Former Mayor Ethan Berkowitz, who resigned in shame in October after a nude photo of what looked like him in his office bathroom surfaced on Facebook, is a looming problem for Forrest Dunbar, who was one of his strongest allies and who is now running to replace him.
Voters want anything but a Berkowitz this year, if early returns are an indication. Some 57,378 ballots had been received by the Anchorage Election Office by Thursday night, and they are trending away from Dunbar and toward Dave Bronson, according to a Must Read Alaska analysis.
Residents in Anchorage remember when former news anchor Maria Athens splashed a backside selfie of Berkowitz on Facebook and accused him of all kinds of heinous acts. It became an international story.
Dunbar, running for mayor now to replace Berkowitz, rushed to Berkowitz’ defense right away. Without evidence, he said Berkowitz could never have done such a thing. By Oct. 11, Dunbar had circled the wagons and declared Athens “unwell.”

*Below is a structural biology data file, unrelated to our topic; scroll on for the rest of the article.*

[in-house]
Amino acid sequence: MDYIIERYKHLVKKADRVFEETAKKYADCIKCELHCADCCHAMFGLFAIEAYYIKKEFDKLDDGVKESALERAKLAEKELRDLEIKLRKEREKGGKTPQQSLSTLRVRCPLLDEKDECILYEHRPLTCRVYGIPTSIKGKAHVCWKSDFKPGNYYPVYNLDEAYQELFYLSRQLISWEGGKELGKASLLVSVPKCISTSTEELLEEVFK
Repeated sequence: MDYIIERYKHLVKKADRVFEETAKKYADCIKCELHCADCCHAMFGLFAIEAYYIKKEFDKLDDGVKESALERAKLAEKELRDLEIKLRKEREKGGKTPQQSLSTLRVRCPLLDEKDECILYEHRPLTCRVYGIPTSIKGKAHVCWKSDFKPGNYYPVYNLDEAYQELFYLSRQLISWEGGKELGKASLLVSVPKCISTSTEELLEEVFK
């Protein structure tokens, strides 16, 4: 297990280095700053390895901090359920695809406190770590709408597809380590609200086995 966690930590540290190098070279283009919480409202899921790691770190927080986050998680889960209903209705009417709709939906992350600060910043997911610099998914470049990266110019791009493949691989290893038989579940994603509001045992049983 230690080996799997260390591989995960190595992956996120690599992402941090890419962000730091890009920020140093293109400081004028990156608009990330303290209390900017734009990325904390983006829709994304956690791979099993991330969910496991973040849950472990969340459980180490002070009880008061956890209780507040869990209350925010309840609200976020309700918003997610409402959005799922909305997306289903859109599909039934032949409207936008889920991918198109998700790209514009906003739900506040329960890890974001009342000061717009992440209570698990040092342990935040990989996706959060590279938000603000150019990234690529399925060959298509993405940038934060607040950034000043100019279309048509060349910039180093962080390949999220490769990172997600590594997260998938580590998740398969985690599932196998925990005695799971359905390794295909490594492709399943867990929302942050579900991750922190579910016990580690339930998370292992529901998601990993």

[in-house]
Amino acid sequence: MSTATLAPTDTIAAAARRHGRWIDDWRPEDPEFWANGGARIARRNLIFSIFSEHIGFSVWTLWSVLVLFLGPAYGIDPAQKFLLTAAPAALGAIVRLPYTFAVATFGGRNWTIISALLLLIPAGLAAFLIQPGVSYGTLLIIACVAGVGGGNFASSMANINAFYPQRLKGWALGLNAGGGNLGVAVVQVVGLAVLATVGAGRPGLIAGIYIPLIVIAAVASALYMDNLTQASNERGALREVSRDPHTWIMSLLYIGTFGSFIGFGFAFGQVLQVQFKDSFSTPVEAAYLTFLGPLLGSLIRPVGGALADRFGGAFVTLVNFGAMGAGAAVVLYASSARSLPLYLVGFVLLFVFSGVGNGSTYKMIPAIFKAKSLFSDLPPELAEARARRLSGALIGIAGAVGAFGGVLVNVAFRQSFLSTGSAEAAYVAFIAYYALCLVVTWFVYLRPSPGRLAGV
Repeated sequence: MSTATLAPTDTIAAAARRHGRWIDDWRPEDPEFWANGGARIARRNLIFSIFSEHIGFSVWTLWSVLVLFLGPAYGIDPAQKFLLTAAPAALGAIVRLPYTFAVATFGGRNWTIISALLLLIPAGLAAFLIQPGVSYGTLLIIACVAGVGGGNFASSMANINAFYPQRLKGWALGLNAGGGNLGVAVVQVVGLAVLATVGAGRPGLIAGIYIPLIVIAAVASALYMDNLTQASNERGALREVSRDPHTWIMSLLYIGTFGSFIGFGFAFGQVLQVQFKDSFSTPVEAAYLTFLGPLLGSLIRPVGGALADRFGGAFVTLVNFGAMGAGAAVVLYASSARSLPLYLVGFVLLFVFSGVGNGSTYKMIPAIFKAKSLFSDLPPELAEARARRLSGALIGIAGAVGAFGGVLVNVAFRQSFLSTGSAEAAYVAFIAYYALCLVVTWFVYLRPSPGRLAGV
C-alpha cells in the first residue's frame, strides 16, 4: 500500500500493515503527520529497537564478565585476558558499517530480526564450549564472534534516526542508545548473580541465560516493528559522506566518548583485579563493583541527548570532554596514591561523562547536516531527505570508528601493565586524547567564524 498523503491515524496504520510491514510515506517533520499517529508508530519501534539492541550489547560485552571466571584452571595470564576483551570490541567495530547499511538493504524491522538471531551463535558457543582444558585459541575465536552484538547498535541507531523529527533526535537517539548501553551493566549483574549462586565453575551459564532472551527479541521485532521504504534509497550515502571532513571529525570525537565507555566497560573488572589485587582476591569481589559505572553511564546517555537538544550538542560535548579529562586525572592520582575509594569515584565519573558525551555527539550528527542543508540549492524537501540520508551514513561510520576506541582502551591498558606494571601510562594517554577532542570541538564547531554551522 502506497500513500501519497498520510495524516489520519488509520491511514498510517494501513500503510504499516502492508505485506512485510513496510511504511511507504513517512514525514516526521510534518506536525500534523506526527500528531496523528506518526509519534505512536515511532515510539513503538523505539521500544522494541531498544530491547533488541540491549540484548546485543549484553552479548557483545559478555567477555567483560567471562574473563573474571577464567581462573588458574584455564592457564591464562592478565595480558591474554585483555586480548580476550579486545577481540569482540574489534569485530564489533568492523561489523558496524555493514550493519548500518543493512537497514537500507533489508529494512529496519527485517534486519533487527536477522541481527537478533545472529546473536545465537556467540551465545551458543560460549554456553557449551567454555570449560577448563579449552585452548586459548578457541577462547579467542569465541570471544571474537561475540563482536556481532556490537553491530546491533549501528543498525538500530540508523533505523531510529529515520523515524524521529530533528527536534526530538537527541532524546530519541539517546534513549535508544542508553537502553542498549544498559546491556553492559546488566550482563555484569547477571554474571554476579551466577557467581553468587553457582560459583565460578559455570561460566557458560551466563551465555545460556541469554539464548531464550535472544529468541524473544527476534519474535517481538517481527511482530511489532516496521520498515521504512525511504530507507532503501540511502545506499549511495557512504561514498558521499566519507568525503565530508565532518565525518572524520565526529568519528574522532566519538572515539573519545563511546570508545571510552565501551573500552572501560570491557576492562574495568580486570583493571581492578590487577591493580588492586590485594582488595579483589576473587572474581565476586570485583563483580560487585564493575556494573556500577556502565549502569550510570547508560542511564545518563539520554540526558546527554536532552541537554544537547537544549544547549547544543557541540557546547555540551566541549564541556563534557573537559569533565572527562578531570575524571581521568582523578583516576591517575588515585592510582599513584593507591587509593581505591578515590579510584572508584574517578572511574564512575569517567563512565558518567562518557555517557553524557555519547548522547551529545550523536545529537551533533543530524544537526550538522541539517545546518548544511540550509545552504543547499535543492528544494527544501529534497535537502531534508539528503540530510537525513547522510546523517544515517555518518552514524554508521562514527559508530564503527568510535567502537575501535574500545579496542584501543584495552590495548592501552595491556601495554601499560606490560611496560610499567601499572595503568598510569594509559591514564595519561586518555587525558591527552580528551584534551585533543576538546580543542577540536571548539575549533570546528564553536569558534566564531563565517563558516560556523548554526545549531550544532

By Oct. 23, it was all over but the shouting. Berkowitz resigned and Dunbar clammed up about his friend.
Berkowitz and Dunbar became fast friends when Dunbar volunteered on both the 2008 and 2010 Berkowitz campaigns.
Berkowitz was a man who had endorsed Dunbar in 2014, when Berkowitz said, “I’ve known Forrest for years and value his friendship because he is energetic, smart and compassionate. You can count on him to do the right job and do it well. He is an Alaskan who will make us all proud.”
“I’m deeply honored to have Ethan’s endorsement,” said Dunbar in 2014 during his run against Congressman Don Young. “It’s crucial that we have support and advice from established Alaskan policy leaders like Ethan.”
Dunbar and Berkowitz worked together to pass the controversial bag ban in 2018. That was one of their most infamous policy-leader outcomes.
Although he may have wanted a Berkowitz endorsement before, now it’s the kiss of death. Between the unpopular bag ban and the butt shots, Berkowitz may be an anvil, rather than an albatross, around Dunbar’s neck this year.
Dunbar is now playing an 11th-hour game of catch up, including in his role as assemblyman, voting last week 180-degrees differently than he had just two weeks before on the mayor’s emergency orders. Dunbar all but heralded that the pandemic as essentially over and said restrictions on gatherings must be lifted immediately.
The election ends on May 11. The Election office is open today and processing ballot thousands of envelopes. The election workers will log ballots and begin to adjudicate them, but will not count them until polls close on Tuesday.